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Last update: 23-02-2007
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Maintenance claims - Poland

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TABLE OF CONTENTS

1. What do the terms “maintenance” and “maintenance claim” mean in Polish law? Who is entitled to maintenance? 1.
2. Up to what age can a child benefit from a maintenance allowance? 2.
3. In what cases is Polish law applicable? 3.
4. If the court does not apply Polish law, what law will apply (if both the claimant and the debtor are in Poland)? 4.
5. How do I apply for maintenance from a court, government department or other organisation? 5.
6. Can an application be made on behalf of a blood relative, a close acquaintance or a minor? 6.
7. How does the claimant know which court has jurisdiction for his/her claim? 7.
8. Does the claimant have to go through a professional intermediary to bring the case to court, or place a claim through the competent authority? 8.
9. Does the claimant have to pay the court costs? If so, how much are they likely to be? If the financial means of the claimant are insufficient, can he/she obtain legal aid to cover the costs of the procedure? 9.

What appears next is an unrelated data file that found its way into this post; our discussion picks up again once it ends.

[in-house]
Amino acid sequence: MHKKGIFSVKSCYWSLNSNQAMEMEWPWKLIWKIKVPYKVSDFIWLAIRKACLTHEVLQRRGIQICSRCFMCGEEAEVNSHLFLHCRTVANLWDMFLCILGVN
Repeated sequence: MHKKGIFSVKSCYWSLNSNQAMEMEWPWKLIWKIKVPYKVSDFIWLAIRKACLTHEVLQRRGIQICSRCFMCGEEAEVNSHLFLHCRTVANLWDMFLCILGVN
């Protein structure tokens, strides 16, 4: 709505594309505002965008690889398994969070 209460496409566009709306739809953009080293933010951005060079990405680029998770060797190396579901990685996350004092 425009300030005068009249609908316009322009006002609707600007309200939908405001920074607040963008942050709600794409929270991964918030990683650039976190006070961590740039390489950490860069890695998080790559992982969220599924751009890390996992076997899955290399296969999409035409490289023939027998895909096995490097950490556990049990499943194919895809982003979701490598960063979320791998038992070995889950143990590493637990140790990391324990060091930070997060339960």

10. How is the level of maintenance calculated in court proceedings? How do changes in the cost of living and family circumstances affect the level of the allowance? 10.
11. Who pays the maintenance allowance, and how? 11.
12. If the maintenance debtor does not pay voluntarily, what action can be taken in order to force him/her to pay? 12.
13. Is there an authority or organisation which helps those with entitlements to obtain maintenance? 13.
14. Can any of these authorities or organisations pay all or part of the maintenance allowance in the debtor's place? 14.
15. Can the maintenance claimant obtain the assistance of an organisation or government department (local or central) in Poland if he/she is resident in Poland but the maintenance debtor lives in another country? 15.